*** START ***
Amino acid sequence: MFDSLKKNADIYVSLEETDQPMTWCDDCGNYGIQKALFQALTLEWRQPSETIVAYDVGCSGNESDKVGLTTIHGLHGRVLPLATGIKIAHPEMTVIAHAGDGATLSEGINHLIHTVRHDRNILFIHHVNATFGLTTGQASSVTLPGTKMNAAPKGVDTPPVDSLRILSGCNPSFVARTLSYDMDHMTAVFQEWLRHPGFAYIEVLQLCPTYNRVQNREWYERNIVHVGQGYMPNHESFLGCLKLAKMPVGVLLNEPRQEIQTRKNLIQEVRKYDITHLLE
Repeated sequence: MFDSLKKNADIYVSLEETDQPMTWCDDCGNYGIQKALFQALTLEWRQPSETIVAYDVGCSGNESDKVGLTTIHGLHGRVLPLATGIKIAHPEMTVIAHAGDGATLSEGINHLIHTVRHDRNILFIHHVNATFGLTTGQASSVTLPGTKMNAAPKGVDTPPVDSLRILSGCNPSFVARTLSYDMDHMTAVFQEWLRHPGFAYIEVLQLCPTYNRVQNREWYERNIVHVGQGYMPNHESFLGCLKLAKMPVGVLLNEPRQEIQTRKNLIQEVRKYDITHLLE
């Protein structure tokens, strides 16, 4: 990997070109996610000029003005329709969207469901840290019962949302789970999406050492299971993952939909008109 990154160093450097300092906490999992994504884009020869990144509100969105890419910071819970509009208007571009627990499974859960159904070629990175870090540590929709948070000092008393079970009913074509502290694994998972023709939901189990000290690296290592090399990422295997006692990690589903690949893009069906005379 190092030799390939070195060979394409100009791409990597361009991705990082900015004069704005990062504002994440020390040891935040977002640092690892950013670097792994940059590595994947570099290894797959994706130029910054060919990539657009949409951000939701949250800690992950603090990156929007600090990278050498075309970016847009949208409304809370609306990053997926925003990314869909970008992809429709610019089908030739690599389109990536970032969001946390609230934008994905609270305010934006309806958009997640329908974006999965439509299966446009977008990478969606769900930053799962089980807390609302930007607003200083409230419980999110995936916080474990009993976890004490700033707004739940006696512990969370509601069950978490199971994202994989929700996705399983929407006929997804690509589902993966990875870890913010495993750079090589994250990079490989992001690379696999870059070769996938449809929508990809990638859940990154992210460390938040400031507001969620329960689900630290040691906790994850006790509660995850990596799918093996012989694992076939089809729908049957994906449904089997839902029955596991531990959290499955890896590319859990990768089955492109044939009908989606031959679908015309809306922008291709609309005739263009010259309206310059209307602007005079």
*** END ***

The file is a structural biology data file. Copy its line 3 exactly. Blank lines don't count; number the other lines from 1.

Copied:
């Protein structure tokens, strides 16, 4: 990997070109996610000029003005329709969207469901840290019962949302789970999406050492299971993952939909008109 990154160093450097300092906490999992994504884009020869990144509100969105890419910071819970509009208007571009627990499974859960159904070629990175870090540590929709948070000092008393079970009913074509502290694994998972023709939901189990000290690296290592090399990422295997006692990690589903690949893009069906005379 190092030799390939070195060979394409100009791409990597361009991705990082900015004069704005990062504002994440020390040891935040977002640092690892950013670097792994940059590595994947570099290894797959994706130029910054060919990539657009949409951000939701949250800690992950603090990156929007600090990278050498075309970016847009949208409304809370609306990053997926925003990314869909970008992809429709610019089908030739690599389109990536970032969001946390609230934008994905609270305010934006309806958009997640329908974006999965439509299966446009977008990478969606769900930053799962089980807390609302930007607003200083409230419980999110995936916080474990009993976890004490700033707004739940006696512990969370509601069950978490199971994202994989929700996705399983929407006929997804690509589902993966990875870890913010495993750079090589994250990079490989992001690379696999870059070769996938449809929508990809990638859940990154992210460390938040400031507001969620329960689900630290040691906790994850006790509660995850990596799918093996012989694992076939089809729908049957994906449904089997839902029955596991531990959290499955890896590319859990990768089955492109044939009908989606031959679908015309809306922008291709609309005739263009010259309206310059209307602007005079």